Thornhill’s key principles for the teaching of computing:
Technology surrounds us and is developing at an ever-increasing pace. In order to equip our children for this, Thornhill aims to develop pupils’ critical thinking skills and encourage an exposure to a range of technology so that they may adapt to new technologies as they arise and we are able to do so by providing a curriculum is that is rich within these strands:
Computer Science - Pupils are taught to read and write algorithms and programs. They are also taught how to recognise mistakes (bugs) and fix them. When children write programs, they will learn that there are often different ways of getting the right outcome, and they need to be able to evaluate the programs to decide which is the most efficient, becoming problem solvers.
Information Technology - Pupils learn that technology is everywhere, and are taught to be able to identify the technology they encounter and develop a basic understanding of how it works. IT teaches children to create, store, exchange, and use information in its various forms (images, motion pictures, photos, multimedia presentations etc).
Digital Literacy – Pupils are taught to use computer systems confidently and effectively, including basic keyboard and mouse skills. Simple use of ‘office applications’ such as word processing, presentations and spreadsheets. Use of the Internet, including browsing, searching and creating content for the Web, communication and collaboration.
The aim of three strands in computing is to give children the necessary skills to break down a problem, predict what will happen and use logic to find a solution through practical experience. At Thornhill, we understand that each strand is essential for developing confident pupils in an age where technologies are consistently developing.
Skills - Children should be provided with the opportunity to learn, refine and improve their digital skills, across the range of ICT curriculum.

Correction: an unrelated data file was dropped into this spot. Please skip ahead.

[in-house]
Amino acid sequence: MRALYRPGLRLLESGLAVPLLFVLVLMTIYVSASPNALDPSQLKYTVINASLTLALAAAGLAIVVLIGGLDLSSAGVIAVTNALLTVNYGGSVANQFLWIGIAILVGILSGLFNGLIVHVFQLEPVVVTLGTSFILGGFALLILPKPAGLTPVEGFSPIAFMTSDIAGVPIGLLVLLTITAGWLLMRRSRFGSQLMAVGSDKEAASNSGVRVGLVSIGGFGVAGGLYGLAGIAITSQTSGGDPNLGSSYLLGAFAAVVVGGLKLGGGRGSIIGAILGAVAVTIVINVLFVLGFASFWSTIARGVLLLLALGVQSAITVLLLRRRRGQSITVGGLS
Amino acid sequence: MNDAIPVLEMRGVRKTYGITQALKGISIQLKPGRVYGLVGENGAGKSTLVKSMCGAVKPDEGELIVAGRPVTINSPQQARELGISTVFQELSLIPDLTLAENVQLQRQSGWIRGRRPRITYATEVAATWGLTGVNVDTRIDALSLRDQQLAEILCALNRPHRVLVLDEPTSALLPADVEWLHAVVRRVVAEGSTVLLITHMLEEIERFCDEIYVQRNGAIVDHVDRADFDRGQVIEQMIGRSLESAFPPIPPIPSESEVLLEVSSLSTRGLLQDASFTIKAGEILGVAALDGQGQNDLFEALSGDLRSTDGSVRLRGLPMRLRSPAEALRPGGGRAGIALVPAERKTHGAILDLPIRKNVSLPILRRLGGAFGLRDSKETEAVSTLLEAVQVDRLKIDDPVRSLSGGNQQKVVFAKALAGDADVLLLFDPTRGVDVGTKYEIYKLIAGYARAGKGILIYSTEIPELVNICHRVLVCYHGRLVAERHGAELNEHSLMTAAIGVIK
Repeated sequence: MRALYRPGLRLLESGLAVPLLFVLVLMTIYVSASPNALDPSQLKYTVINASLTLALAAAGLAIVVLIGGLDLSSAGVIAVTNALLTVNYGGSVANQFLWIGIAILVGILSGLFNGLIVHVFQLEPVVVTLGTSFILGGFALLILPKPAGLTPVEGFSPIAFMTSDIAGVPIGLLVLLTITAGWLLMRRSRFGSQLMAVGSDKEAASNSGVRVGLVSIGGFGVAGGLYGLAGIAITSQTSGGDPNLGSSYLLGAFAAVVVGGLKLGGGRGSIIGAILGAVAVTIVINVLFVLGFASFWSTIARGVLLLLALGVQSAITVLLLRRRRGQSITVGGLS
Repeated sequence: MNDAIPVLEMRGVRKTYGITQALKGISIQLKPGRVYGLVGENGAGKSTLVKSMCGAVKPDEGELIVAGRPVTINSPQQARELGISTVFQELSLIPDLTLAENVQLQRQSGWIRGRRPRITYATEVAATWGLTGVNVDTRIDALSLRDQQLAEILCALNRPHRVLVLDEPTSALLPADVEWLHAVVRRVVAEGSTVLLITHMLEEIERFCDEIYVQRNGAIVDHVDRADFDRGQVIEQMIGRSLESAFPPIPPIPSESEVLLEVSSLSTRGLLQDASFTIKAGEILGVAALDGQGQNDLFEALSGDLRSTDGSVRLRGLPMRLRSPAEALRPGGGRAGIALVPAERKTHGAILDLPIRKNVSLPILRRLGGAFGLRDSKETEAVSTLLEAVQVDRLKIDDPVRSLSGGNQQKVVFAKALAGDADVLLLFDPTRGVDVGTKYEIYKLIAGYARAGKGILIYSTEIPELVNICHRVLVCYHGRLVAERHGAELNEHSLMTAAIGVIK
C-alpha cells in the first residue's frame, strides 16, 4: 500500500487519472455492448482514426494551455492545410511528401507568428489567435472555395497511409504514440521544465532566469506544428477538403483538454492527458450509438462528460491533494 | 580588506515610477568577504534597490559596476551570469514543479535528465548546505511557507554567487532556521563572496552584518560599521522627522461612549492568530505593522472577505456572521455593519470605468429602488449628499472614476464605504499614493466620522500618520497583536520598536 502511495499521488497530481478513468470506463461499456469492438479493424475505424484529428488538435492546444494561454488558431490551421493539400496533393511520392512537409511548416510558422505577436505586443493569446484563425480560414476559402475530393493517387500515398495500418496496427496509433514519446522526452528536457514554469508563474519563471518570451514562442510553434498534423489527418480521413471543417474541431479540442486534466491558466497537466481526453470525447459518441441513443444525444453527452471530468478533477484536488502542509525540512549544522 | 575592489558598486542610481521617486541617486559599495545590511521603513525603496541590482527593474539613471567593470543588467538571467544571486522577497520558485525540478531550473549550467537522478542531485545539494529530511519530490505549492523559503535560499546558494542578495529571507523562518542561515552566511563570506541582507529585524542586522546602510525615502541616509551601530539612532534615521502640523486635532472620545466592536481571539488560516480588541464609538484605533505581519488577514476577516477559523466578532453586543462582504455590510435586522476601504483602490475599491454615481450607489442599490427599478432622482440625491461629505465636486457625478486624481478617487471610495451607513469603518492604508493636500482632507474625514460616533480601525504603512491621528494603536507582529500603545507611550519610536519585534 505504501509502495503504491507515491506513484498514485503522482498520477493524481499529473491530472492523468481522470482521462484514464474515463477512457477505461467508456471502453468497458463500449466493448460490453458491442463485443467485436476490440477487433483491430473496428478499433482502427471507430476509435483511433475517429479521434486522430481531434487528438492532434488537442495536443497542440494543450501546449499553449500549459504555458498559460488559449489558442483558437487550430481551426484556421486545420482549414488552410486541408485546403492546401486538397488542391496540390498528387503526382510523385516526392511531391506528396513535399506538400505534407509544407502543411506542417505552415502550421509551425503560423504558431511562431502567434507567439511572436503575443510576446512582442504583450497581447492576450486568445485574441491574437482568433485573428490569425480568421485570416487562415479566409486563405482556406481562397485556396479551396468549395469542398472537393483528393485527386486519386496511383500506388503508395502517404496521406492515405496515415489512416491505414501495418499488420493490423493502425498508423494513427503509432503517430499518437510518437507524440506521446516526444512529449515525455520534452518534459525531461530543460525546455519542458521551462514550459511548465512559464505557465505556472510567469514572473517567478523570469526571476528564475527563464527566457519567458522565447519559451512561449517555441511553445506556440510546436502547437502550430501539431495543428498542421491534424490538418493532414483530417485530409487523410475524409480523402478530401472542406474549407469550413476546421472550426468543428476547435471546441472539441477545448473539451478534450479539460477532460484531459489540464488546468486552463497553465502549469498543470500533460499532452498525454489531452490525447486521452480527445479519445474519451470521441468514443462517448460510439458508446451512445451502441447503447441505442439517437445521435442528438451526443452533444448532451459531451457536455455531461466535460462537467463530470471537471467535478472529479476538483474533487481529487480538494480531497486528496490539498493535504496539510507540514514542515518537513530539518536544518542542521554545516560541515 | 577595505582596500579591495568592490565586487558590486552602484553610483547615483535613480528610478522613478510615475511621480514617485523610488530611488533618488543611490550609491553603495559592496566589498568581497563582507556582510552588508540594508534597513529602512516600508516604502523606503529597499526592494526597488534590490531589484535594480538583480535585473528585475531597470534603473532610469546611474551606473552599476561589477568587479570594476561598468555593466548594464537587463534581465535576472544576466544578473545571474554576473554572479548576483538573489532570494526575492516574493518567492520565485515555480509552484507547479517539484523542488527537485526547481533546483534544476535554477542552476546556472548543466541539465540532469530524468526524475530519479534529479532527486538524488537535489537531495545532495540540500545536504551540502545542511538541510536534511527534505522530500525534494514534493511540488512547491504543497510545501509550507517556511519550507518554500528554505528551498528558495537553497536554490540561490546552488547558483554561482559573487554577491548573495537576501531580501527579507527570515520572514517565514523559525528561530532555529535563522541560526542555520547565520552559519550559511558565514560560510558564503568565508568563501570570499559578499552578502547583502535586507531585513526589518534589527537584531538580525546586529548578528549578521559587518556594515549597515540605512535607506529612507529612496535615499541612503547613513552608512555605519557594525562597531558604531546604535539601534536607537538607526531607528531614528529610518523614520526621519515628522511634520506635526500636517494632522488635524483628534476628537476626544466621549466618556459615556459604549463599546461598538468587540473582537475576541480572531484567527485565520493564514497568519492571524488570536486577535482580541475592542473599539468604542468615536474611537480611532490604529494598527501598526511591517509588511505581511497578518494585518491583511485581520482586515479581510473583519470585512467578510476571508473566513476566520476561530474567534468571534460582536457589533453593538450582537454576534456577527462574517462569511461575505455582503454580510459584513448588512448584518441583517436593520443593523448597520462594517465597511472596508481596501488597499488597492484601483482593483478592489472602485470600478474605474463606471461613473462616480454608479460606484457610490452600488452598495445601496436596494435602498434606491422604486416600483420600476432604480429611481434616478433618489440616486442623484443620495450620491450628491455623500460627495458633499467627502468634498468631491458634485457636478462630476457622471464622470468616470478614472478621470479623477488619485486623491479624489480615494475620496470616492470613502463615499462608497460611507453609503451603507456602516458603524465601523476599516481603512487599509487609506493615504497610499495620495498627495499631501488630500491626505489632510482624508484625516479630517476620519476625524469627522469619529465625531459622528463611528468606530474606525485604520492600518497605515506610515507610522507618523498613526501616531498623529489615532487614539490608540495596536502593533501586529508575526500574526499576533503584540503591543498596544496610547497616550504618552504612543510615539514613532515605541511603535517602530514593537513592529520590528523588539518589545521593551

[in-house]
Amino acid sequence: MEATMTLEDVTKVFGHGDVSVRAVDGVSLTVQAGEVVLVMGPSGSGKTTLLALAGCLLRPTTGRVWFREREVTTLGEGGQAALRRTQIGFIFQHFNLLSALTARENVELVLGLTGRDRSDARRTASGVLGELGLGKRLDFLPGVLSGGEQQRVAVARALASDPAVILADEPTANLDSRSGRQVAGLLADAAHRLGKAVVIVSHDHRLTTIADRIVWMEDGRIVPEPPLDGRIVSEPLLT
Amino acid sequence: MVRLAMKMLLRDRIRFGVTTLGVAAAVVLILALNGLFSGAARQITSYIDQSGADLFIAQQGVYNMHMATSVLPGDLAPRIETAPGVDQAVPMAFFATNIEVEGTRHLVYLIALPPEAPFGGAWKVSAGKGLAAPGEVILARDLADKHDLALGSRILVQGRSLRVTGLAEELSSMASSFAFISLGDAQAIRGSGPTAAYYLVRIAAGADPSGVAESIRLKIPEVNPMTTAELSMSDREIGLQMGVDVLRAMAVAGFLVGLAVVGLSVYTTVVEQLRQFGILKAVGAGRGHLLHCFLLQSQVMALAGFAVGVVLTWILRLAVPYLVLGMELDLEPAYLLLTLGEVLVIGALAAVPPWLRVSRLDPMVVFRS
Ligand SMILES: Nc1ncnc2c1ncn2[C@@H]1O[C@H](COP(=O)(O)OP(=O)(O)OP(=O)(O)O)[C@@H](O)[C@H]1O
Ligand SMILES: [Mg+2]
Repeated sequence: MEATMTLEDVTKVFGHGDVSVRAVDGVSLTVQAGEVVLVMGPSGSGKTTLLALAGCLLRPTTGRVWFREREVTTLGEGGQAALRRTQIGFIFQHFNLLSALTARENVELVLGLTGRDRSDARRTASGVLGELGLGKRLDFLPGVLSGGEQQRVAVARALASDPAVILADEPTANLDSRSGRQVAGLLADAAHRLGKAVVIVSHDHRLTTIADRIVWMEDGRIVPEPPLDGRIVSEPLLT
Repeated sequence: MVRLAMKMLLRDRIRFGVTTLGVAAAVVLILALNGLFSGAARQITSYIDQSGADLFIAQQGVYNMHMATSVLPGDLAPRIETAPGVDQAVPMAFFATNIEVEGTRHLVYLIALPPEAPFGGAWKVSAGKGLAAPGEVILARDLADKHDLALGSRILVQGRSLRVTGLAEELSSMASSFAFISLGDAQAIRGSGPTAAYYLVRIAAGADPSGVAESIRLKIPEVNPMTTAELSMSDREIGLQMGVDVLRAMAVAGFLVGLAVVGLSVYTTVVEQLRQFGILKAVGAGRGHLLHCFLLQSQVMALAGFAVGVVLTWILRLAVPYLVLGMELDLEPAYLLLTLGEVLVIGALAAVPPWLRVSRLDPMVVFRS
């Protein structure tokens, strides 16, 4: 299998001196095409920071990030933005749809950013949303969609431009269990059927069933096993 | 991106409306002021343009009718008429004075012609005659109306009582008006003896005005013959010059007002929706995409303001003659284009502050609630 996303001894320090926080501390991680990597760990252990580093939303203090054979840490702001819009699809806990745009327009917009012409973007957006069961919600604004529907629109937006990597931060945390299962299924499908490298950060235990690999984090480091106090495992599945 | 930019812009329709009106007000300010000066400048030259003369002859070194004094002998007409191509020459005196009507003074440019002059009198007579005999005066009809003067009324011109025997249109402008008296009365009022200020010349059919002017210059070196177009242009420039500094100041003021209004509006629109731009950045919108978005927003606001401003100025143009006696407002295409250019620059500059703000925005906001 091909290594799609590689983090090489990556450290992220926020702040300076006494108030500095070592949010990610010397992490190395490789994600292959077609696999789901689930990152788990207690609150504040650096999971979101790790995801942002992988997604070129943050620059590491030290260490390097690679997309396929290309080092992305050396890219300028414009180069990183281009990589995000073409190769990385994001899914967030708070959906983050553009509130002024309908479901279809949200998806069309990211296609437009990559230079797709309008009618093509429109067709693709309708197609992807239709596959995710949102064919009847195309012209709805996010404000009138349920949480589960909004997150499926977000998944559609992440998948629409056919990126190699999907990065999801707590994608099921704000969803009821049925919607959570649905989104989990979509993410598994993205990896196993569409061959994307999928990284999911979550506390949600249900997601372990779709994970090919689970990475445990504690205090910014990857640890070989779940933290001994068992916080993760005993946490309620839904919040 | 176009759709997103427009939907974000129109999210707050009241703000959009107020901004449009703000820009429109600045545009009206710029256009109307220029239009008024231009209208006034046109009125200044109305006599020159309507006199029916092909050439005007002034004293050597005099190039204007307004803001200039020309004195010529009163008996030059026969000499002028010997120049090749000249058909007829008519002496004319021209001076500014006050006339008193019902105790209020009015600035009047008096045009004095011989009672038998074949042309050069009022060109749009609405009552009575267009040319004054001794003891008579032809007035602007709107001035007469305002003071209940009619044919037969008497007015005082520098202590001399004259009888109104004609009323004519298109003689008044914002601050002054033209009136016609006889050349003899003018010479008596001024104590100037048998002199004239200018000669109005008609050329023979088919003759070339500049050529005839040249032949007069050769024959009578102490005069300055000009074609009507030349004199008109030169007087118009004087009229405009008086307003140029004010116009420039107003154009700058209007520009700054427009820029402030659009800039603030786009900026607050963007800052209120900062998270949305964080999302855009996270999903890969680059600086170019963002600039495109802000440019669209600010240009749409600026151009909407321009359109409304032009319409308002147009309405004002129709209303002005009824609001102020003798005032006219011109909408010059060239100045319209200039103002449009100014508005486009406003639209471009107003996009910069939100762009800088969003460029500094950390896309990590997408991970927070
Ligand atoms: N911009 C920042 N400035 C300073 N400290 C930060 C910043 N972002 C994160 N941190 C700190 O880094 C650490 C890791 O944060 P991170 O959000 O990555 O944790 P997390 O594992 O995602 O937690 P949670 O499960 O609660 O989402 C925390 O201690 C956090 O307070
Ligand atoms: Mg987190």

Technology in the world - Children should develop an understanding of how technology makes a difference in all aspects of life- at home, at school and in the workplace, as well as considering the impact technology has had on society over the years.
Technical understanding - Children should develop the knowledge and understanding of how technology works, to form an awareness that there is ‘something inside’ a piece of technology to make it work (EYFS), progressing through KS1 and KS2 to children creating their own simple programs including games, utilities and applications with exposure computer codes and scripts.
Safe and Responsible Use - E-safety is a fundamental element of ICT teaching and technology use at Thornhill. The school has a separate E-Safety policy, and E-Safety sessions should take place regularly in each year group as part of both ICT and PSHE sessions.
The effective teaching of computing at Thornhill
- Experimenting: Teachers provide pupils with a chance to explore and tinker with new software or hardware when they first encounter it, so they can figure out their own mental model for how it works. This has proven to be particularly effective with younger pupils with an example of BeeBots.
- Making: A lot can be learnt through the process of making things to show to or share with others. This might be computer code, but it might also be PowerPoint presentations, web pages, edited video, digital photographs, etc.
- Discussion: Make the most of pupils’ different insights, experiences and backgrounds by allowing them to share their ideas with one another and with others. Paired programming activities in class and online discussion forums are just two ways to facilitate this, which is evident within the computing books and our online platform DB Primary.
- Connecting and collaborating: Learning from others through collaboration, pupil leaders and subject enthusiasts is encouraged in all subjects but especially in computing. Teachers at Thornhill encourage pupils to explore others’ solutions to problems by discussing previous examples or searching online for solutions to problems or questions.
- Direct instruction and modelling: For some ideas in computing, the traditional, direct instruction approach is necessary for teachers and pupils. Complex ideas such as variables, how the internet works or how search engines operate are examples of how direct teaching is more effective.
- Practise and application: Teachers provide pupils at Thornhill opportunities for them to practise applying their skills, knowledge and understanding throughout each lesson. Application of skills can be shown the following lesson or within another subject through a cross curricular link, through a presentation or school assembly.
- Assessment: At Thornhill, each topic begins with an preliminary assessment through a discussion and a collection of initial ideas and prior knowledge. Using formulation and summative assessment approaches of assessment, the content is then differentiated, taught and assessed both at the end of a lesson and entire topic through self-assessment and teacher observations.